Single-use plastics |  The manufacturers are fighting in court against Ottawa   ‘s plan to ban the use

Single-use plastics | The manufacturers are fighting in court against Ottawa ‘s plan to ban the use

(Ottawa) More than 20 plastic product manufacturers are asking federal court to end Ottawa’s plan to ban several single-use items, including take-out straws, utensils and Styrofoam containers. However, Federal Environment Minister Steven Guilbeault is confident that this attempt will fail.

Updated August 10th


Under the rules, which Mr Guilbeault finalized in June, the ban is to come into force gradually from next December, with the end of the manufacture, sale and import of take-out containers, mix, retail bags, cutlery and most straws.

Rings for six-can beverage or bottle sizes will be added to the manufacturing and import ban in June 2023 and to the sales ban in June 2024. The export of all these products is scheduled to end in December 2025.

In a petition filed July 15, a group of plastics manufacturers calling itself the Coalition for Responsible Plastics Use asked the federal court for a judicial review of the ban. He hopes to lift regulations implementing the ban and prevent the government from further regulating single-use plastics through Canada’s Environmental Protection Act (CEPA).

This is the second lawsuit before the courts of the Coalition for the Responsible Use of Plastics.

The first lawsuit, filed in 2021, aims to overturn the government’s decision to designate certain plastic products as “toxic” under Canada’s Environmental Protection Act. This lawsuit is still in court.

Minister Guilbeault used this term in his regulations banning the sale, importation and production of six single-use plastic items, including pouches, coffee stirrers and clips for cans and bottles.


Toxic labeling, which came into effect in May 2021 following a scientific assessment of plastic waste, is necessary for the government to ban substances deemed harmful to human, animal or environmental health.

CEPA defines a substance as “toxic” if it has “an immediate or long-term adverse effect on the environment or its biodiversity”.

In the legal document it filed in the latter case, the coalition says the government has no real evidence that plastics are toxic.

“Indeed, there is no credible evidence that any of the single-use plastics are toxic,” the court document said.

“As a result, the ban cannot be justified as an exercise of Parliament’s criminal law powers. ยป

In the second lawsuit, filed in mid-July, the coalition is asking the federal court to overturn the ban and stop the government from using the Environmental Protection Act to regulate single-use plastics. Until the matter is decided, the manufacturers are asking the court to suspend the implementation of the federal ban.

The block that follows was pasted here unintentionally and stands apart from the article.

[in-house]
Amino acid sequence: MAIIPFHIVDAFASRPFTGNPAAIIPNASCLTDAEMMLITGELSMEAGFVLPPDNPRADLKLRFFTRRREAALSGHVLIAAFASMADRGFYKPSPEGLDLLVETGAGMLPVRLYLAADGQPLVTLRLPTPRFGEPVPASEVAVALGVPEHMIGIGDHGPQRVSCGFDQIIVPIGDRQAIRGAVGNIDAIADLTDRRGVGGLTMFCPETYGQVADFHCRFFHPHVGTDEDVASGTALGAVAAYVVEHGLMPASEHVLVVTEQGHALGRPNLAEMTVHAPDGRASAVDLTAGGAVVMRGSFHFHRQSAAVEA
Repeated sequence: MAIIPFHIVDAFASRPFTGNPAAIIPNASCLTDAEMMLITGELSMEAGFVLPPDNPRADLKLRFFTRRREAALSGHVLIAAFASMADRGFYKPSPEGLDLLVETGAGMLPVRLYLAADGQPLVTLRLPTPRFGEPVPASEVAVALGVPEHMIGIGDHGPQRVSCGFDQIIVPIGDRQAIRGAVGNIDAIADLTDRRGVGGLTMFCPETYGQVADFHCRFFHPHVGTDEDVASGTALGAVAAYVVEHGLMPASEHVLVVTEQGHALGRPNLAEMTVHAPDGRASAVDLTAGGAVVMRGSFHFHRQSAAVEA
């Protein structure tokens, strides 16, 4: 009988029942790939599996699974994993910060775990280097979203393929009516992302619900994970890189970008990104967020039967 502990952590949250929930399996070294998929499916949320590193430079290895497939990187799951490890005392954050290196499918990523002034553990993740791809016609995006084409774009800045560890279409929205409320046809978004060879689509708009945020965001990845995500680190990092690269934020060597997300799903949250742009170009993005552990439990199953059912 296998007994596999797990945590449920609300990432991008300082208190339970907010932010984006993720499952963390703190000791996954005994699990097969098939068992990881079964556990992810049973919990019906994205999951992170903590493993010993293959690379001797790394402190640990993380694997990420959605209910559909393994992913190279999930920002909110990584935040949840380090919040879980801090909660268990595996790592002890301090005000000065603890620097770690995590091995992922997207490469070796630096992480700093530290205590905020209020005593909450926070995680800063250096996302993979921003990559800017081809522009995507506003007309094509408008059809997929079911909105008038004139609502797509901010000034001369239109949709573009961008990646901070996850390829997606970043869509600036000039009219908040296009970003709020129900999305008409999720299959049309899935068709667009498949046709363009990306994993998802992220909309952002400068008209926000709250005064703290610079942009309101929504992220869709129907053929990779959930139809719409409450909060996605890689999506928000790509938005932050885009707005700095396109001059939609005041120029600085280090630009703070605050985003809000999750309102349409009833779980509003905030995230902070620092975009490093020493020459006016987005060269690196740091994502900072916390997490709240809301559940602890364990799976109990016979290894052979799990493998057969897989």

Minister Guilbeault says he is confident the government’s rules will be validated by the courts. He adds that he would rather work with industry to improve the recycling of these items than fight a lawsuit.

In a written statement, Guilbeault said the plastic coalition can do whatever it wants in court but he believes it will lose.

“We will stand by the facts, which show very clearly that plastic pollution is damaging our environment and we must act,” he said.

“And we are confident that the courts will agree with our position,” added the minister.

The government’s scientific assessment, published in 2020, concluded that plastic is “ubiquitous” in the environment and estimates that around 29,000 tonnes of plastic waste entered the environment in 2016 alone.

“As plastics degrade very slowly and are persistent in the environment, the frequency of occurrence of plastic pollution in the environment is expected to increase,” the assessment concludes.

It states that macroplastics, which are pieces larger than five millimeters, can physically damage natural areas. Animals often eat or become entangled in plastic waste, resulting in injury and death.

Turtles, whales and seabirds are most affected. A baby turtle that died in Florida in 2019 had more than 100 pieces of plastic in its stomach. In 2018, a whale found dead in Indonesia had six kilograms of plastic in its stomach, including two sandals, plastic rope, four plastic bottles, 25 plastic bags and 115 plastic cups.

However, scientists disagree on whether microplastics, i.e. shredded pieces of plastic less than five millimeters in size, can kill humans or animals or cause developmental or reproductive harm.

“The current literature on the impact of microplastics on human health is limited, although no human health concerns have been identified at this time,” the assessment reads. This aspect needs further research.

A 2019 study by Deloitte found that less than 10% of the plastic waste produced by Canadians is recycled. As a result, 3.3 million tons of plastic were thrown away every year, almost half of which is plastic packaging.

Federal data shows that in 2019, 15.5 billion plastic bags, 4.5 billion plastic cutlery, 3 billion stirrers, 5.8 billion drinking straws, 183 million six-pack rings and 805 million take-away containers were sold in Canada.